A Romanian court has rejected a man's claim that he is alive, after he was officially registered as deceased by his wife. A court spokeswoman says that that the 63-year-old man has lost his case because he appealed too late. The ruling is final.
, In this Wednesday, March 14, 2018 photograph Constantin Reliu speaks to media, outside a courtroom, in Vaslui, northern Romania. A Romanian court has rejected a man's claim that he's alive, after he was officially registered as deceased, according to a court spokeswoman who said that the 63-year-old man has lost his case because he appealed too late. I am a living ghost,” he said venting his frustration against local authorities and his wife who he says unlawfully took ownership of a property after he was declared dead. (Simona Voicu/Adevarul via AP)
16 of March 2018 16:10:30
BUCHAREST, Romania (AP) — Constantin Reliu learned in January that he was dead.
After more than 20 years of working as a cook in Turkey, the 63-year-old returned home to Romania to discover that his wife had had him officially registered as dead.
He has since been living a legalistic nightmare of trying to prove to authorities that he is, in fact, alive. He faced a major setback Thursday when a court in the northeastern city of Vaslui refused to overturn his death certificate because his request was filed "too late."
The decision, the court said, is final.
"I am a living ghost," Reliu told The Associated Press in a phone interview Friday from his home in Barlad, northeastern Romania.
"I am officially dead, although I'm alive," he said. "I have no income and because I am listed as dead, I can't do anything."
During the interview, Reliu was deeply emotional, starting off by saying "I think I am going to cry" and going on to voice rage and a desire for revenge against his wife, who now lives in Italy.
"I am not sure whether I am divorced or not," he said. "I am not sure whether she is married to someone else or not. Nobody will tell me."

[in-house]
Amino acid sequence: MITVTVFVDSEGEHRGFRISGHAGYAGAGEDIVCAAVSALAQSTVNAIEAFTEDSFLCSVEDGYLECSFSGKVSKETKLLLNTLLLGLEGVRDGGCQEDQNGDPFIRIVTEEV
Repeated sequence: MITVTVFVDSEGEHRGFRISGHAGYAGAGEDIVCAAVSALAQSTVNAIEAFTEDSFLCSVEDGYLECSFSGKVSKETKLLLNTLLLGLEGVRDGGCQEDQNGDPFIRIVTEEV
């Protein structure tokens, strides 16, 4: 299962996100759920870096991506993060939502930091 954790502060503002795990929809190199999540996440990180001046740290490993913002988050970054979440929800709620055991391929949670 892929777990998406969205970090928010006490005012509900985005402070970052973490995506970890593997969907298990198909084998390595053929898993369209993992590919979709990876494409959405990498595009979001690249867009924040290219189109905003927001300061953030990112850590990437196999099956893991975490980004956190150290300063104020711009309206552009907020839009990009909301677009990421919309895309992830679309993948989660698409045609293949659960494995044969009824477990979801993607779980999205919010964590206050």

Reliu explained that he first went to work in Turkey in 1992 and returned in 1995 to the first big shock of his marriage — his wife's infidelity. In 1999, he decided to return to Turkey for good.
But last December Turkish authorities detained him over expired papers and in January deported him to Romania.
Upon landing at Bucharest airport, he was informed by border officials that he had been officially declared dead and underwent six hours of questioning and tests.
They measured the distance between his eyes to see if it corresponded to an old passport photograph; they asked him questions about his home town, such as where the town hall was; they checked his finger prints.
"They decided that it was me!" he said.
But authorities in Barlad were less convinced. He spent weeks trying to persuade them to issue him papers so that he officially "existed," he said. When that failed, he asked them to overturn the ruling on his death certificate, issued in 2016, which also ended in failure Thursday on procedural grounds.
Reliu said he would like to file a fresh lawsuit but has no money and suffers from diabetes, which makes everything more difficult.
He also said he has been banned for life from returning to Turkey but would like to write to Turkish President Recep Tayyip Erdogan to appeal the decision.